Navigating the open-source package Odyssey

Releasing an open-source package might seem easy, but maintaining it is another story. I have published around four to five libraries so far. Although simple, they effectively served their purpose.

Life changes, like switching jobs or discontinuing projects, can disrupt your connection with the original project. This disruption makes updating and maintaining the packages derived from that project challenging. It’s particularly difficult if your new role or project doesn’t involve using those libraries.

Navigating through the open-source package odyssey
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With smaller packages that don’t generate income, we often limit updates to our free time. This becomes even more challenging when working intensively, as the available time for such updates dwindles.

I must admit, I only recently updated a package I developed years ago and hadn’t used it in the last one or two years. Each new issue report or notification related to these packages increases my unease. This feeling intensifies when I’m deeply involved in another project, especially when developing a new package for a necessary component. At this point, every commit starts to feel frustrating.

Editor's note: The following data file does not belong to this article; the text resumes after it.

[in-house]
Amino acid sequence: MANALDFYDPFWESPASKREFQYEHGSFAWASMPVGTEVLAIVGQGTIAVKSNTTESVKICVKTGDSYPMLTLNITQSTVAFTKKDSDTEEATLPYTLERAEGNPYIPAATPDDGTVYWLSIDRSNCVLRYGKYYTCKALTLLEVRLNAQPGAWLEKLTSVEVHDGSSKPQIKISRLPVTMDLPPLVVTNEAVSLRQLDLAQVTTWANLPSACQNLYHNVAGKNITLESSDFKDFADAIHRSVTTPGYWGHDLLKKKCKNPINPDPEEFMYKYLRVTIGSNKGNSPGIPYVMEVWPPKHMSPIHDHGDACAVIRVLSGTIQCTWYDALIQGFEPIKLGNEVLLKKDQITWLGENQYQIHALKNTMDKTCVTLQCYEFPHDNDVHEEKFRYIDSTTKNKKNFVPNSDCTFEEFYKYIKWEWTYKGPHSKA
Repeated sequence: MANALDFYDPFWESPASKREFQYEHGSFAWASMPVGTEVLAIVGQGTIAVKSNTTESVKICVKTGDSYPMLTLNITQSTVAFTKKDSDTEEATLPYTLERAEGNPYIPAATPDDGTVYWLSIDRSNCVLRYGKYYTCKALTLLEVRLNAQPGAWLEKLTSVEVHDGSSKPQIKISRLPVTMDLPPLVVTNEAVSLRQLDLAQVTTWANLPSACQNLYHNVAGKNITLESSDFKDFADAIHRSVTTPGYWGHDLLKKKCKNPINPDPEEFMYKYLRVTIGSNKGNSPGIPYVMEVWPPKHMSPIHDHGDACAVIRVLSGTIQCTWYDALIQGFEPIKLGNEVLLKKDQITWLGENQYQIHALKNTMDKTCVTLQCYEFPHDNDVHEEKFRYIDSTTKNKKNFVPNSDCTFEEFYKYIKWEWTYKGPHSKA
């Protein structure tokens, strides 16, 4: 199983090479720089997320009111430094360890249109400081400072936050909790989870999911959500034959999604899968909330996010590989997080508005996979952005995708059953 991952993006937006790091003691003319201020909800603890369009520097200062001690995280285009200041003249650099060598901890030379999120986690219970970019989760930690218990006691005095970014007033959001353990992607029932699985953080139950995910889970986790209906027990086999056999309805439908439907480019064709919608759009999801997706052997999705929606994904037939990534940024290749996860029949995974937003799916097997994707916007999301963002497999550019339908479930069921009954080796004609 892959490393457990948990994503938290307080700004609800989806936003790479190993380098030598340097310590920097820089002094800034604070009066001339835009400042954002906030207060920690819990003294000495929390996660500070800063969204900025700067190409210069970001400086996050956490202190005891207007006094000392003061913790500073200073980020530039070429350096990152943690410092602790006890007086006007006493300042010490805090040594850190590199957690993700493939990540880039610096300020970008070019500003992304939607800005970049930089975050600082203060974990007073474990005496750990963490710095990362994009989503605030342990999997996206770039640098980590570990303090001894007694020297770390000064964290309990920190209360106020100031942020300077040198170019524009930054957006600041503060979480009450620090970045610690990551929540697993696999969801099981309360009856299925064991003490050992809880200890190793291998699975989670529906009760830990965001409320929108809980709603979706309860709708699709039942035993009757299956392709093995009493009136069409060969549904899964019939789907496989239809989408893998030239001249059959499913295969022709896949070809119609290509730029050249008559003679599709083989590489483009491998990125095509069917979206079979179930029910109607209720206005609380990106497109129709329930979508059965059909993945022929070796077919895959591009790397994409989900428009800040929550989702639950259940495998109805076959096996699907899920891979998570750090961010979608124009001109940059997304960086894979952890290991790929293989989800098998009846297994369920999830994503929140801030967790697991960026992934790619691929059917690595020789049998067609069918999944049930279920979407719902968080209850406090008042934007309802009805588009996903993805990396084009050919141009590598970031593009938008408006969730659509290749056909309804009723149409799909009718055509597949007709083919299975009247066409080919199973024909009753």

(Check out v3.0.0 RN-Secure-Storage: https://github.com/talut/rn-secure-storage)

Despite these challenges, the reliance of many people on your package for their work creates a sense of responsibility for you as a developer.

What about the future?

Fortunately, I’ve decided to start a hobby project that incorporates all my unarchived packages. This approach lets me continuously update these shared packages while developing my hobby project, offering a practical solution to an ongoing challenge.
Of course, there’s the common scenario where hobby projects, a standard pursuit for every software developer, often get set aside. However, one must start somewhere.

Perhaps by acknowledging this, I am, in a way, giving myself a reason to see my hobby project through to completion.
It’s easy to begin a project with enthusiasm, but as the initial excitement wanes and other commitments take precedence, these personal ventures tend to drift into the background. Yet, these projects hold more than just code; they are a testament to our learning journey, creativity, and passion for the craft.